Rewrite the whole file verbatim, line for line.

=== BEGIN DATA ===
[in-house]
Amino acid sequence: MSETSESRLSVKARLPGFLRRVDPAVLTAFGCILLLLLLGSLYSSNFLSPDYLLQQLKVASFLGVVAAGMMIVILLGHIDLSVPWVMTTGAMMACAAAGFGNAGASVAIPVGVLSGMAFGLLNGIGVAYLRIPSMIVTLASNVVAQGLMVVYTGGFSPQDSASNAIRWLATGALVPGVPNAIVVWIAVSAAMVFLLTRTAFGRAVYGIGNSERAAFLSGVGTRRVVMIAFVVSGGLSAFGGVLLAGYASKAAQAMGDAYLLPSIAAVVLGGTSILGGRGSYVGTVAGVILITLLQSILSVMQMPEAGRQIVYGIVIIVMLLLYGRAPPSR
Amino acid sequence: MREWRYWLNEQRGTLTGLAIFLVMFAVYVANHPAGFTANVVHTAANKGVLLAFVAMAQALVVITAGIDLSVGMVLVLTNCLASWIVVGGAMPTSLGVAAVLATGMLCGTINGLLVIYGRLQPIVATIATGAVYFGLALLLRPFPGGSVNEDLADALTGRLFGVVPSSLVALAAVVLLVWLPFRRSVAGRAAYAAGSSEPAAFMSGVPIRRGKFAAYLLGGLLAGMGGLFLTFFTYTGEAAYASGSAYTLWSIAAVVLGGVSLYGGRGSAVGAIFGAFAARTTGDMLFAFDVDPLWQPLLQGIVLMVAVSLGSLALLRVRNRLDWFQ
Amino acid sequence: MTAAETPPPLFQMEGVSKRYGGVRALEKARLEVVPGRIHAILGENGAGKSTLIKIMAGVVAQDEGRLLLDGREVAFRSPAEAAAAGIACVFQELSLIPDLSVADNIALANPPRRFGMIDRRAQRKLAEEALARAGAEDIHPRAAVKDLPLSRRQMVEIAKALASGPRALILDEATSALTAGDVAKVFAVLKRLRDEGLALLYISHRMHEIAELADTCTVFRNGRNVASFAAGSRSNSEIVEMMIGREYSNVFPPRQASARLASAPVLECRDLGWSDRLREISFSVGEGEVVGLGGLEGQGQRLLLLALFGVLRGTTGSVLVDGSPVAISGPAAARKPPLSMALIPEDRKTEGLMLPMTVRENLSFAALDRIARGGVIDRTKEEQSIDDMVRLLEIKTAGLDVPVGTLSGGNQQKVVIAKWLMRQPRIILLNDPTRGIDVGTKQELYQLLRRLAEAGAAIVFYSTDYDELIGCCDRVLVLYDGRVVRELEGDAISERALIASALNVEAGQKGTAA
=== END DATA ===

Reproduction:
[in-house]
Amino acid sequence: MSETSESRLSVKARLPGFLRRVDPAVLTAFGCILLLLLLGSLYSSNFLSPDYLLQQLKVASFLGVVAAGMMIVILLGHIDLSVPWVMTTGAMMACAAAGFGNAGASVAIPVGVLSGMAFGLLNGIGVAYLRIPSMIVTLASNVVAQGLMVVYTGGFSPQDSASNAIRWLATGALVPGVPNAIVVWIAVSAAMVFLLTRTAFGRAVYGIGNSERAAFLSGVGTRRVVMIAFVVSGGLSAFGGVLLAGYASKAAQAMGDAYLLPSIAAVVLGGTSILGGRGSYVGTVAGVILITLLQSILSVMQMPEAGRQIVYGIVIIVMLLLYGRAPPSR
Amino acid sequence: MREWRYWLNEQRGTLTGLAIFLVMFAVYVANHPAGFTANVVHTAANKGVLLAFVAMAQALVVITAGIDLSVGMVLVLTNCLASWIVVGGAMPTSLGVAAVLATGMLCGTINGLLVIYGRLQPIVATIATGAVYFGLALLLRPFPGGSVNEDLADALTGRLFGVVPSSLVALAAVVLLVWLPFRRSVAGRAAYAAGSSEPAAFMSGVPIRRGKFAAYLLGGLLAGMGGLFLTFFTYTGEAAYASGSAYTLWSIAAVVLGGVSLYGGRGSAVGAIFGAFAARTTGDMLFAFDVDPLWQPLLQGIVLMVAVSLGSLALLRVRNRLDWFQ
Amino acid sequence: MTAAETPPPLFQMEGVSKRYGGVRALEKARLEVVPGRIHAILGENGAGKSTLIKIMAGVVAQDEGRLLLDGREVAFRSPAEAAAAGIACVFQELSLIPDLSVADNIALANPPRRFGMIDRRAQRKLAEEALARAGAEDIHPRAAVKDLPLSRRQMVEIAKALASGPRALILDEATSALTAGDVAKVFAVLKRLRDEGLALLYISHRMHEIAELADTCTVFRNGRNVASFAAGSRSNSEIVEMMIGREYSNVFPPRQASARLASAPVLECRDLGWSDRLREISFSVGEGEVVGLGGLEGQGQRLLLLALFGVLRGTTGSVLVDGSPVAISGPAAARKPPLSMALIPEDRKTEGLMLPMTVRENLSFAALDRIARGGVIDRTKEEQSIDDMVRLLEIKTAGLDVPVGTLSGGNQQKVVIAKWLMRQPRIILLNDPTRGIDVGTKQELYQLLRRLAEAGAAIVFYSTDYDELIGCCDRVLVLYDGRVVRELEGDAISERALIASALNVEAGQKGTAA